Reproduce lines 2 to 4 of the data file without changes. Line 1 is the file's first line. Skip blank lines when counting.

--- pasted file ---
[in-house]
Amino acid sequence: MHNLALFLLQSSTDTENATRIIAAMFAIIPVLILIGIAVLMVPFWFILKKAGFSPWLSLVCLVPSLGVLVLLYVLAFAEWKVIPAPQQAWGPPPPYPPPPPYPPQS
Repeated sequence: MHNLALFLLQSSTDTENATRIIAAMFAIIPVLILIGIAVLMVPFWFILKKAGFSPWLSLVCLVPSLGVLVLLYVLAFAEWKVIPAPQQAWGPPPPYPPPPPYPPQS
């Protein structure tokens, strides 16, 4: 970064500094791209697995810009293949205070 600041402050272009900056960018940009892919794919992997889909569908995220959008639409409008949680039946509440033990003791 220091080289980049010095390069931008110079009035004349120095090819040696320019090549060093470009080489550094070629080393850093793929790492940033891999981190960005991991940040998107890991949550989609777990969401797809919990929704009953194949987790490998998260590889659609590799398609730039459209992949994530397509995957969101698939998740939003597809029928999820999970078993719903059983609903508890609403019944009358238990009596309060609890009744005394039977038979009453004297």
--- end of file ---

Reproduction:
Amino acid sequence: MHNLALFLLQSSTDTENATRIIAAMFAIIPVLILIGIAVLMVPFWFILKKAGFSPWLSLVCLVPSLGVLVLLYVLAFAEWKVIPAPQQAWGPPPPYPPPPPYPPQS
Repeated sequence: MHNLALFLLQSSTDTENATRIIAAMFAIIPVLILIGIAVLMVPFWFILKKAGFSPWLSLVCLVPSLGVLVLLYVLAFAEWKVIPAPQQAWGPPPPYPPPPPYPPQS
């Protein structure tokens, strides 16, 4: 970064500094791209697995810009293949205070 600041402050272009900056960018940009892919794919992997889909569908995220959008639409409008949680039946509440033990003791 220091080289980049010095390069931008110079009035004349120095090819040696320019090549060093470009080489550094070629080393850093793929790492940033891999981190960005991991940040998107890991949550989609777990969401797809919990929704009953194949987790490998998260590889659609590799398609730039459209992949994530397509995957969101698939998740939003597809029928999820999970078993719903059983609903508890609403019944009358238990009596309060609890009744005394039977038979009453004297």